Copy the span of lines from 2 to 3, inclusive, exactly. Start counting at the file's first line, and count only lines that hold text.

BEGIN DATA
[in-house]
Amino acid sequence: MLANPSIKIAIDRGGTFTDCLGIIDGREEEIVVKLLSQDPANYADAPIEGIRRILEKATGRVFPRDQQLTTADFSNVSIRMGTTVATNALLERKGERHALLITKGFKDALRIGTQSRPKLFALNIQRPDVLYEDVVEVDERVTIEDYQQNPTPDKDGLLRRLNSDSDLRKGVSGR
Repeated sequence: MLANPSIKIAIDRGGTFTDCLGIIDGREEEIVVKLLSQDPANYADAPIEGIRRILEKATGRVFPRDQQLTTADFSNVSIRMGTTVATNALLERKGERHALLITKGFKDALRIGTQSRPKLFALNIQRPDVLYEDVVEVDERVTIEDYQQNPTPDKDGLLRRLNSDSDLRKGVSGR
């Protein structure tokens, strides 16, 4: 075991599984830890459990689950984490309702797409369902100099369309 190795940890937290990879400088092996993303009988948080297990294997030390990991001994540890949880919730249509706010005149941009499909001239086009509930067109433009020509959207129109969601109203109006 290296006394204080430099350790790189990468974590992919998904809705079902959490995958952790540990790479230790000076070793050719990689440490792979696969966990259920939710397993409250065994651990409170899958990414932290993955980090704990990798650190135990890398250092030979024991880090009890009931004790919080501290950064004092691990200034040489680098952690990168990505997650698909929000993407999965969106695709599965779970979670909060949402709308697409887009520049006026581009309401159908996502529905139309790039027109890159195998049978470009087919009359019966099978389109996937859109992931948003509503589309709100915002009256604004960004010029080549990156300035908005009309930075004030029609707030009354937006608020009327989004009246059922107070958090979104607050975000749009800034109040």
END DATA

Amino acid sequence: MLANPSIKIAIDRGGTFTDCLGIIDGREEEIVVKLLSQDPANYADAPIEGIRRILEKATGRVFPRDQQLTTADFSNVSIRMGTTVATNALLERKGERHALLITKGFKDALRIGTQSRPKLFALNIQRPDVLYEDVVEVDERVTIEDYQQNPTPDKDGLLRRLNSDSDLRKGVSGR
Repeated sequence: MLANPSIKIAIDRGGTFTDCLGIIDGREEEIVVKLLSQDPANYADAPIEGIRRILEKATGRVFPRDQQLTTADFSNVSIRMGTTVATNALLERKGERHALLITKGFKDALRIGTQSRPKLFALNIQRPDVLYEDVVEVDERVTIEDYQQNPTPDKDGLLRRLNSDSDLRKGVSGR